The Book Of Clarence Review

The Book Of Clarence
Clarence (LaKeith Stanfield) is a hustler trying to make his way through ancient Judea, avoiding his debtors and caring for his ailing mum (Marianne Jean-Baptiste). After his elder twin Thomas (also Stanfield) becomes a disciple of Jesus (Nicholas Pinnock), Clarence wonders if Messiah-ing is the way to fame and fortune…

by Helen O’Hara |
Published on
Release Date:

19 Apr 2024

Original Title:

The Book Of Clarence

What if someone remade The Life Of Brian, but with a tone that skids from Sunday school awe to Friday schtick? And not even a Good Friday. Jeymes Samuel’s follow-up to his stylish debut The Harder They Fall looks glossy, and like that Western has an impressively stacked cast of major name talent. Unfortunately, it engages in a madcap quest to reference better sword-and-sandal movies endlessly, and never finds its own point.

The Book Of Clarence

An air of artificiality is immediately apparent, with LaKeith Stanfield’s Clarence engaging in a Fast & Furious-style chariot race with Mary Magdalene (Teyana Taylor). Ben-Hur this ain’t: just two idiots riding roughshod through the streets of Jerusalem. Later there’s a quasi-dope smoking scene where people breathe in and literally float into the air, a magical realist flourish that Samuel never fully commits to.

Deeper in debt than ever, Clarence decides to get in on the religious action via his brother, the disciple Thomas (also Stanfield). His efforts are initially disastrous, though he manages to befriend a gladiator (Omar Sy) who he picks up after a sub-Ridley Scott kerfuffle.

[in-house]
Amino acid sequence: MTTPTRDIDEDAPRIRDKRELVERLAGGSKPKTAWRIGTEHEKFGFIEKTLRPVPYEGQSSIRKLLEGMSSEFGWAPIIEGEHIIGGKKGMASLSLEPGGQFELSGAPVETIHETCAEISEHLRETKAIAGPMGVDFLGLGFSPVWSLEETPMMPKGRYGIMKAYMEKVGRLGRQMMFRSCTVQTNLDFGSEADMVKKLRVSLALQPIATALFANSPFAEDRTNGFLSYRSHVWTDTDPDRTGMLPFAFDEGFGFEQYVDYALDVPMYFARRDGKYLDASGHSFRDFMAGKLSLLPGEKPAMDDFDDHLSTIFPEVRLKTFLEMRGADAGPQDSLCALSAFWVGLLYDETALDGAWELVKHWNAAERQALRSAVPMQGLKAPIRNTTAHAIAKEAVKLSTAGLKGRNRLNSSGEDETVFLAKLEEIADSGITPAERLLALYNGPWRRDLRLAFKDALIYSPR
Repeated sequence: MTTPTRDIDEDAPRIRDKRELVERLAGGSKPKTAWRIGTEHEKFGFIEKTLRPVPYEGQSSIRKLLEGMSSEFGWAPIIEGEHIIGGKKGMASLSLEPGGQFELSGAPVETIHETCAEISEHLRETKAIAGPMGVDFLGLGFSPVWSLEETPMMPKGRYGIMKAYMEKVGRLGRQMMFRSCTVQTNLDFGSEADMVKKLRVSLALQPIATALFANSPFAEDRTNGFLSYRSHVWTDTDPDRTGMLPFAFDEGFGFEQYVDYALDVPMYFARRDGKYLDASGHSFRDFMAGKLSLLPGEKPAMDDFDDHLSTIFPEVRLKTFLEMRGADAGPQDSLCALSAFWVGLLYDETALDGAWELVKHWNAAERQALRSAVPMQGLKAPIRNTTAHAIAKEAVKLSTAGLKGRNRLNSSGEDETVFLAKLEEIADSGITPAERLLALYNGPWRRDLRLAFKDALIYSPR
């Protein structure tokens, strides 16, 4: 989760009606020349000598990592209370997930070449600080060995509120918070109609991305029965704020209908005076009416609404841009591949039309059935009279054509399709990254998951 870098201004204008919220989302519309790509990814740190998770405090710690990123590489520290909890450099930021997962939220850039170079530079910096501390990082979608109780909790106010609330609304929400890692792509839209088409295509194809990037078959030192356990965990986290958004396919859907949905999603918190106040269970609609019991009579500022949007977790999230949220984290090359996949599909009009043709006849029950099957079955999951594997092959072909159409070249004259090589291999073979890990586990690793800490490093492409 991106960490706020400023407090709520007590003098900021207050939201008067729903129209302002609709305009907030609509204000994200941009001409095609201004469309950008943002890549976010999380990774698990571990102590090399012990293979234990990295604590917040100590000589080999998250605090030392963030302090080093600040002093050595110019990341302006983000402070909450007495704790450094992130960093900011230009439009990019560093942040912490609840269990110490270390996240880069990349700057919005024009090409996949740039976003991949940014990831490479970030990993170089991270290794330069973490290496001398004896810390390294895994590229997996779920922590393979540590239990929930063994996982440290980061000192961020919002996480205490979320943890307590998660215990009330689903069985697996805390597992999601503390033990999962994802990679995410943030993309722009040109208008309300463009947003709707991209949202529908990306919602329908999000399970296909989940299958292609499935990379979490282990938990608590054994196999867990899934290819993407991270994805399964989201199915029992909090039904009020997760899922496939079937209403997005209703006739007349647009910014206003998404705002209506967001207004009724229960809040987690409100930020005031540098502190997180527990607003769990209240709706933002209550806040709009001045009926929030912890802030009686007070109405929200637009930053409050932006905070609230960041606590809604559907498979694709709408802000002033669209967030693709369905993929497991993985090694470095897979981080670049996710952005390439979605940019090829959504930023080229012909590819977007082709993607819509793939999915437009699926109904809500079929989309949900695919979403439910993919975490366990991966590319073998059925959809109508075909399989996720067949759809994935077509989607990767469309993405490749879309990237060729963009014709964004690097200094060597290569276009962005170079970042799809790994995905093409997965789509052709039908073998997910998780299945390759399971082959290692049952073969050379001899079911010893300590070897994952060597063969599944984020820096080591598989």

This sermon on the mount is trying to shout ten things at once, and ultimately speaking to no-one.

As Clarence considers declaring himself a messiah, the tone skews from broad attempts at humour to political sermonising to attempted sincerity and back again. Those politics are deeply odd: the Biblical riffs may get heads nodding from audience members with a religious background, but they will appal regular churchgoers. In a film that thoroughly (and rightly) denounces the whitewashing of Biblical epics, it’s odd to see no acknowledgement that this cast is not Middle Eastern/North African either, or to see crowds of “gypsies” portrayed as aggressive troublemakers.

There’s a pantomime villain turn from James McAvoy as Pontius Pilate, hammering home a Roman empire-as-white-supremacy metaphor. But a last-act swerve into sincerity only heightens the sense that this sermon on the mount is trying to shout ten things at once, and ultimately speaking to no-one.

With a cast this talented there will always be decent moments, but they never cohere. Credit for its casting and design, but it’s not the movie messiah, just a very disappointing mess.
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